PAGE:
How Can America Ever Be Debamboozled?

Email Print
FacebookTwitterShare

That
lovely word, "debamboozled" I got from Murray N. Rothbard's
inspiriting essay, "The
Case for Revisionism (and Against A Priori History)
," which
was recently a von Mises Institute Daily E-Mailing. It was first
published in The Libertarian Forum in 1976, but it is as
fresh and pertinent as anything that turns up on LRC.

I
picked up on the word because of two weeks I had just spent (offline)
in New York, Pennsylvania, and New England. Everywhere I went I
kept feeling that the people I met, however amiable, and most were,
were evidently bamboozled as to politics (and to a considerable
extent that meant, as far as I was concerned, also to life in general
today in these states); and they were therefore very much in need
of debamboozlement.

There
seemed to me to be, among the relations and friends and business
associates I met along the way, a pious but unrealistic hope that,
no matter what, Kerry will be better than Bush, that solutions to
whatever problems there are will come, must come, from government,
and anyway, life is basically good in America, that things go forward,
despite all, in the best possible way, in the best possible of all
countries, in the best possible of all worlds, with the only negative
in the overall scene being a nagging note of unpleasantness struck
by the words, unfortunately not entirely avoidable: "Iraq,"
"Bush," "war." But a resolute direction of the
gaze away from these to family, sport, food, and weekend trips to
shore or mountains, could keep those bad words and others they bring
in train from spoiling one's day.

I
hasten to say – and perhaps you won't believe me – that I take on no
lofty airs because I see how unsatisfactory this stance is; I think
they all do too, but as they see it, it is all that offers, so they
stick with it. It's just that I do not choose to stop there, and
in that I feel like a visitor from another planet. What I felt most
strongly going back to the scenes of my earlier years and traveling
about and having many pleasant encounters and viewing much beautiful
scenery and handsome old towns, especially in New Hampshire and
Vermont, was the ever-presence of the "ubiquitous shade of
Nemesis," to borrow a phrase from George Santayana, who used
it in describing Sybaris, a place of beauty, pleasure, and wealth,
which was nonetheless doomed. (I forget why.)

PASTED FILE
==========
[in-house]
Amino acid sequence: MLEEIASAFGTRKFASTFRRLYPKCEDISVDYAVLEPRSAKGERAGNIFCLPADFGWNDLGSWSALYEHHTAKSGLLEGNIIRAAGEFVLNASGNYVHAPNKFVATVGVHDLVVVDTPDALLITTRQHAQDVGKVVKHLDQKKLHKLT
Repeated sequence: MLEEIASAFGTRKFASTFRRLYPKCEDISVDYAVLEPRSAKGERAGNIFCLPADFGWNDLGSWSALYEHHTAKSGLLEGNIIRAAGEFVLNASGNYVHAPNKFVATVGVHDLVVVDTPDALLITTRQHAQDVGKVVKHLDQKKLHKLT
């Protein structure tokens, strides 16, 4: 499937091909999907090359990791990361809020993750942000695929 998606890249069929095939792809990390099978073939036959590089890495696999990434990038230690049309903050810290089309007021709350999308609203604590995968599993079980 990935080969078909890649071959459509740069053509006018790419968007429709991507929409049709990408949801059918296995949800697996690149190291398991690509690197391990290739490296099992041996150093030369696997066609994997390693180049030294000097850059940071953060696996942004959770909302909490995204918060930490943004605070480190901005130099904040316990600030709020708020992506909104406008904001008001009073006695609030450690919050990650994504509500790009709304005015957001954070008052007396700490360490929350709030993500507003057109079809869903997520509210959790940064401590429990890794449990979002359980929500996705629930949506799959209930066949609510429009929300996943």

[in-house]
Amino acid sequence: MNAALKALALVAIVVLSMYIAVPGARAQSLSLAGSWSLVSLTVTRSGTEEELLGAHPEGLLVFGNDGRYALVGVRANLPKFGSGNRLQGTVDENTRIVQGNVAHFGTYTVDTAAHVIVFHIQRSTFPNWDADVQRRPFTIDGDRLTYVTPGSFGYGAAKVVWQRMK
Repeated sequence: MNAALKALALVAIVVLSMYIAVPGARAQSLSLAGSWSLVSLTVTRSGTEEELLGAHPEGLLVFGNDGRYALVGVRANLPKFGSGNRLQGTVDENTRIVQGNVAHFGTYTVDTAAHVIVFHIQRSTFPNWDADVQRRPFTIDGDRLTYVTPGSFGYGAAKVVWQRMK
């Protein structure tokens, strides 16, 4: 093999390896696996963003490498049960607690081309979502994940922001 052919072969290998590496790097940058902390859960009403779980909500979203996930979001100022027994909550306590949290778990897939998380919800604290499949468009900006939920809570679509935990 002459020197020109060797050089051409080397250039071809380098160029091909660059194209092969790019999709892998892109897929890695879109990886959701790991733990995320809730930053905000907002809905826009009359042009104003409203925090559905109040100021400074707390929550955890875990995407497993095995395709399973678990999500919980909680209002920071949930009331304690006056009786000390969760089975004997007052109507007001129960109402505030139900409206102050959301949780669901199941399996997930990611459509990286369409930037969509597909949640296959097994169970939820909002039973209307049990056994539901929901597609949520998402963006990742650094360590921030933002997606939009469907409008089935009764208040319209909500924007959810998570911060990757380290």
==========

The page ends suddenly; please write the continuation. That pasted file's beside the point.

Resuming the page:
I
have today seen Michael Moore's Fahrenheit 9/11. I have not
seen his earlier films nor read his books, but this surely is his
masterpiece? He has done what the major media should have done a
long time ago, namely, punctured the balloon of one GWB. You may
not know what to do when the final frame comes up telling you to
"Do something," but you certainly know at last that we
have been wrecked by a certified pipsqueak and his shady handlers.

I
have read at least one critic who complains that Moore's is a narcissistic
personality. Perhaps. On the basis of the old saw that it takes
one to know one, Moore has got our Führer just right. There
is one direct plug for the Democrats and the overall sense that
the leftist trip is the way to go, but the massive impact of the
film comes from the footage of Bush and war and the grossly narcissistic
personalities that are involved in both. In my view a move to Kerry
would be to involve us in just more of the same, but even I can
feel the appeal of unBush at this point, and no other alternatives
seem to be offering.

So
I say compliments to Mr. Moore; may he make further millions; and
may he continue to help with the debamboozlement of the citizenry.
He has done a great work already.

But
I do not sense any lifting of the shadow of Nemesis as the result
of one mere film. In one terrific scene a matronly Iraq women calls
down God's vengeance on the attackers who killed some of her family
and are destroying her country. Precisely. But we sophisticated
people know better than to take such stuff seriously. God is on
the side of power. The lady cries in vain. As does the Flint, Michigan,
mother of a slain soldier who weeps in front of the fenced-off White
House.

One
wonders how differently we would have to react to the news in general
or this film in particular to arrive by the millions in Washington
or even by the thousands in our local Court House square to register
that we the people beg to differ and wish the whole batch of jobbers
and killers and smilers to be gone for good. Is there any hope of
getting to that point? I feel the need to keep thinking so.

June
28, 2004

Tom
White [send him mail]
writes from Odessa, Texas. He is the author of Bill
W., A Different Kind of Hero: The Story of Alcoholics Anonymous

(2003).

Tom
White Archives

Email Print
FacebookTwitterShare
  • LRC Blog

  • LRC Podcasts